The Work, Part II: Contract Obligations and Options
by: James B. Atkins, Grant A. Simpson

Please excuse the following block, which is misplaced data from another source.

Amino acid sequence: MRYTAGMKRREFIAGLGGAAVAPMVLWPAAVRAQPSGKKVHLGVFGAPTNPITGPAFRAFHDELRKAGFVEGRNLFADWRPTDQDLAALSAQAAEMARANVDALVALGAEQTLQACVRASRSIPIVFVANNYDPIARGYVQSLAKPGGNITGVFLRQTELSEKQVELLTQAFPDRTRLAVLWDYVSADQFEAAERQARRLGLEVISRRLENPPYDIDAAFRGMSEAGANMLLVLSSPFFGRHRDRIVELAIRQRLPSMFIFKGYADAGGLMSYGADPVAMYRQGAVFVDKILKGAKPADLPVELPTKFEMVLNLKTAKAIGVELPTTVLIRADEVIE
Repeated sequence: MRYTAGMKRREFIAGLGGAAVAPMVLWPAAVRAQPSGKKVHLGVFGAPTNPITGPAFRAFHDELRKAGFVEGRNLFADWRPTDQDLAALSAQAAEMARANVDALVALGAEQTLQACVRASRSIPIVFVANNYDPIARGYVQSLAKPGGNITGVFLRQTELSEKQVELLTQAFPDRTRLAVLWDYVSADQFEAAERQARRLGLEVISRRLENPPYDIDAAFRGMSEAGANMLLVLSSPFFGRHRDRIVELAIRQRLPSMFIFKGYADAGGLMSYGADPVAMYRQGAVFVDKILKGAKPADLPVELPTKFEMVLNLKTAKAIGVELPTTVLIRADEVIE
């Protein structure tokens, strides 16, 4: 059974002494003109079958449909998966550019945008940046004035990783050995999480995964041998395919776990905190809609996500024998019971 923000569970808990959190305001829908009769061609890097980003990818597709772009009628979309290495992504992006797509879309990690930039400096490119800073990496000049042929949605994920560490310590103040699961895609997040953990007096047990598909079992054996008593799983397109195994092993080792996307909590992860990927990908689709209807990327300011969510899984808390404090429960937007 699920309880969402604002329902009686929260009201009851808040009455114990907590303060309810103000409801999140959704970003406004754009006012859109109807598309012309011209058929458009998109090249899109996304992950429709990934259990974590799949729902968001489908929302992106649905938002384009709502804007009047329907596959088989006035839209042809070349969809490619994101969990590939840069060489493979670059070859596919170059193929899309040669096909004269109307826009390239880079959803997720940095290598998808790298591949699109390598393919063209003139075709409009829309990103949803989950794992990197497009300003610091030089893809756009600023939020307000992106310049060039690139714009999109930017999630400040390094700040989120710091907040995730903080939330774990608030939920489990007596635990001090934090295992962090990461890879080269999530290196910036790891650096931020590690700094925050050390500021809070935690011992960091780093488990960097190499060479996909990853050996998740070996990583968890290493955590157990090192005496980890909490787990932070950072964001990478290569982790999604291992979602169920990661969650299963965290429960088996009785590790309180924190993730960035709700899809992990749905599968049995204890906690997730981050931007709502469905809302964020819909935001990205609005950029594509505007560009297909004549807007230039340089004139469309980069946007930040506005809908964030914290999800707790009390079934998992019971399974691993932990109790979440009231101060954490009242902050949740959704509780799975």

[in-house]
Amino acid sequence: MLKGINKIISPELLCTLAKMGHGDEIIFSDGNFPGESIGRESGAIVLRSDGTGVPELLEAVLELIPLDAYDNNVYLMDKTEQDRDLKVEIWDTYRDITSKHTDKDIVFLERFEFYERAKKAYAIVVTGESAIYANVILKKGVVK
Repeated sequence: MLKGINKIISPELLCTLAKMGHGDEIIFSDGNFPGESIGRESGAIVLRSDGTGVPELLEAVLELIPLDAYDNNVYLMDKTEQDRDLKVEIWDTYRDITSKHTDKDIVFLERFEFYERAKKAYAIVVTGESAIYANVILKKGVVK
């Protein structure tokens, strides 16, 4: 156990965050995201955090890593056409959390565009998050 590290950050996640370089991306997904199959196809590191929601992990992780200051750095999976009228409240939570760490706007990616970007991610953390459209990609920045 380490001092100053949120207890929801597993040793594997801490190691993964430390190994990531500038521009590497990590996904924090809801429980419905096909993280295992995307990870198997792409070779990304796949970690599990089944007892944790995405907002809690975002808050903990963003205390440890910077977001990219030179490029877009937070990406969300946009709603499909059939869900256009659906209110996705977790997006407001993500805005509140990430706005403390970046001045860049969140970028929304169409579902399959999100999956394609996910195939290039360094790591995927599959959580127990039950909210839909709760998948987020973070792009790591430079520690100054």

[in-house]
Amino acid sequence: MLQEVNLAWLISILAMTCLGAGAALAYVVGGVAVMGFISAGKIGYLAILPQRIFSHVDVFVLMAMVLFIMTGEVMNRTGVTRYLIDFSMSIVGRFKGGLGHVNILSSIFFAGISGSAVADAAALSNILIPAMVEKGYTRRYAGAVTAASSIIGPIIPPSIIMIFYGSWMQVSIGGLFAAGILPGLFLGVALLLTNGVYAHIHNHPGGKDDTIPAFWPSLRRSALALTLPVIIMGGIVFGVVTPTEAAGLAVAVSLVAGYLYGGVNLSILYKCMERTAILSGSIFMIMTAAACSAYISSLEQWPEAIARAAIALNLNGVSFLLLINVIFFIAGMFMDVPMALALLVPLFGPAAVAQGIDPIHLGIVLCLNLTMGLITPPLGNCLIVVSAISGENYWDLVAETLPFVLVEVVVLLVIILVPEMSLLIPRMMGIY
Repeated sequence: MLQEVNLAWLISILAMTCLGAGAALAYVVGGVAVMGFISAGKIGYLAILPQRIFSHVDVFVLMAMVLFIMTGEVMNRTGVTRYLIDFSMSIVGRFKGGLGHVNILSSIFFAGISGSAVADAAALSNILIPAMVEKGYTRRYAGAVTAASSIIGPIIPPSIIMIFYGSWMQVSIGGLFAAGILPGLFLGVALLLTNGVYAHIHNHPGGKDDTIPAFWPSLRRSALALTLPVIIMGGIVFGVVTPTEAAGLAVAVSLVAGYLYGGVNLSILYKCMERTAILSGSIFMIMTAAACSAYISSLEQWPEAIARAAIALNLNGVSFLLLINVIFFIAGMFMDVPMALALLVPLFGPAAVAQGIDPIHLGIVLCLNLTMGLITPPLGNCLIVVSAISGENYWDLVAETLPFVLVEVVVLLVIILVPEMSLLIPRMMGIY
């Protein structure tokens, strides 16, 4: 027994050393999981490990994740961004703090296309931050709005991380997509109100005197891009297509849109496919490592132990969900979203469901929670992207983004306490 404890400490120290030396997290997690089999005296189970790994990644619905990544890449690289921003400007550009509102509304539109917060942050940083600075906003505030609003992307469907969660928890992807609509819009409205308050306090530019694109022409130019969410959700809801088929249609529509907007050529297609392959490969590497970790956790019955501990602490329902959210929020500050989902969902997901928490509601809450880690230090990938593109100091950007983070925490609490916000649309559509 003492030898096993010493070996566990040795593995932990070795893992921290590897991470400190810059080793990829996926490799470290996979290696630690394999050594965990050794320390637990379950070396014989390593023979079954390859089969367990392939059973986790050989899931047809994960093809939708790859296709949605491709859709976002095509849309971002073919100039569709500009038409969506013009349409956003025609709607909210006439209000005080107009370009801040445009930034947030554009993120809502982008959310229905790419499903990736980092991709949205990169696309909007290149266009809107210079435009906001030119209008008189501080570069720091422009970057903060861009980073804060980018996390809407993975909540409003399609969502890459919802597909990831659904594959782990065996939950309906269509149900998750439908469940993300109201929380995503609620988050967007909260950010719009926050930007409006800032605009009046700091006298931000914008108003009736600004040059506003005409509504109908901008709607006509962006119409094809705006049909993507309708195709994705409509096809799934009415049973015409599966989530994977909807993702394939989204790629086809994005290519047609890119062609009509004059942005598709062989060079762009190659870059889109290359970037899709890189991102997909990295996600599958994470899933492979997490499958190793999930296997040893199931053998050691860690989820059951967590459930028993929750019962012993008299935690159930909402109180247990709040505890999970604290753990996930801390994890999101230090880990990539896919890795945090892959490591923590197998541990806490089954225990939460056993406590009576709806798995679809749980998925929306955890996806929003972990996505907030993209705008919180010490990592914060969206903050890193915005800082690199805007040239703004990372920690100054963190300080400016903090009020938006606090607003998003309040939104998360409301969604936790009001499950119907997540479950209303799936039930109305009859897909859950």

As we observed in Part I (published in the previous edition) of this two-part series, the term “the Work” in the construction contract comprises more than labor and materials. In fact, the success of a project relies heavily on the contractor’s ability to plan, coordinate, and execute the means, methods, techniques, sequences, and procedures required to put the Work in place. This is not a new concept. Ten Books on Architecture, written by Marcus Vitruvius Pollio in 30 BC for Roman Emperor Augustus, emphasizes planning as being integral to good building construction. In Part I we identified many of the components of the contractor’s Work Plan. We referred to several available resources and pointed out various indicators to look for as one administers the construction contract, including how to tell if a plan is in the works. In Part II we take the next step to examine alternatives and actions to take if there is a weak or nonexistent plan, including a look at efforts by some contractors to manipulate work scope to avoid conformance. We will conclude with a successful case study followed by suggestions for managing the risks and liabilities that so often arise when the Work is not properly planned or managed.